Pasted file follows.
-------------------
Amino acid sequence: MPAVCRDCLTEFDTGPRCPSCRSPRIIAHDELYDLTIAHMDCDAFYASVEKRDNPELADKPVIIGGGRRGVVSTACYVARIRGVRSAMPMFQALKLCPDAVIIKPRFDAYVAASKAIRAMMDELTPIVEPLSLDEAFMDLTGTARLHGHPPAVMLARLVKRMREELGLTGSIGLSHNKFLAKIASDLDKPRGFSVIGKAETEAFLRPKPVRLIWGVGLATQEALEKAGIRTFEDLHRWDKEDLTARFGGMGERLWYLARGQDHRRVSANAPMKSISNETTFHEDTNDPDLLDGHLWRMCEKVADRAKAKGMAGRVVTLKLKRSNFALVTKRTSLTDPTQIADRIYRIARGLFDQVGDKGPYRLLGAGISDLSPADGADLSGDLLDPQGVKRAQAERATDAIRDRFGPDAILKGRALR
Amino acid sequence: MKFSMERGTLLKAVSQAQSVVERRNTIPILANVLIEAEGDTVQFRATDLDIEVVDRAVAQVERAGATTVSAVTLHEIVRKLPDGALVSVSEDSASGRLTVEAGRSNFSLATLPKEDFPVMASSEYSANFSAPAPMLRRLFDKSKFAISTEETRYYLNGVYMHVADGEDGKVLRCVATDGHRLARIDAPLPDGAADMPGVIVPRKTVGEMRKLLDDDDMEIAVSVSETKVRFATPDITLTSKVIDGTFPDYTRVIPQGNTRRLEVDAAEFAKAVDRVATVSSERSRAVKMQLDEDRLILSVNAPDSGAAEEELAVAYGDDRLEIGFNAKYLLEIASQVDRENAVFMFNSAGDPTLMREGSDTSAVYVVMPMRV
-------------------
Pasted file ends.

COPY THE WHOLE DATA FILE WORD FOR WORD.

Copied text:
Amino acid sequence: MPAVCRDCLTEFDTGPRCPSCRSPRIIAHDELYDLTIAHMDCDAFYASVEKRDNPELADKPVIIGGGRRGVVSTACYVARIRGVRSAMPMFQALKLCPDAVIIKPRFDAYVAASKAIRAMMDELTPIVEPLSLDEAFMDLTGTARLHGHPPAVMLARLVKRMREELGLTGSIGLSHNKFLAKIASDLDKPRGFSVIGKAETEAFLRPKPVRLIWGVGLATQEALEKAGIRTFEDLHRWDKEDLTARFGGMGERLWYLARGQDHRRVSANAPMKSISNETTFHEDTNDPDLLDGHLWRMCEKVADRAKAKGMAGRVVTLKLKRSNFALVTKRTSLTDPTQIADRIYRIARGLFDQVGDKGPYRLLGAGISDLSPADGADLSGDLLDPQGVKRAQAERATDAIRDRFGPDAILKGRALR
Amino acid sequence: MKFSMERGTLLKAVSQAQSVVERRNTIPILANVLIEAEGDTVQFRATDLDIEVVDRAVAQVERAGATTVSAVTLHEIVRKLPDGALVSVSEDSASGRLTVEAGRSNFSLATLPKEDFPVMASSEYSANFSAPAPMLRRLFDKSKFAISTEETRYYLNGVYMHVADGEDGKVLRCVATDGHRLARIDAPLPDGAADMPGVIVPRKTVGEMRKLLDDDDMEIAVSVSETKVRFATPDITLTSKVIDGTFPDYTRVIPQGNTRRLEVDAAEFAKAVDRVATVSSERSRAVKMQLDEDRLILSVNAPDSGAAEEELAVAYGDDRLEIGFNAKYLLEIASQVDRENAVFMFNSAGDPTLMREGSDTSAVYVVMPMRV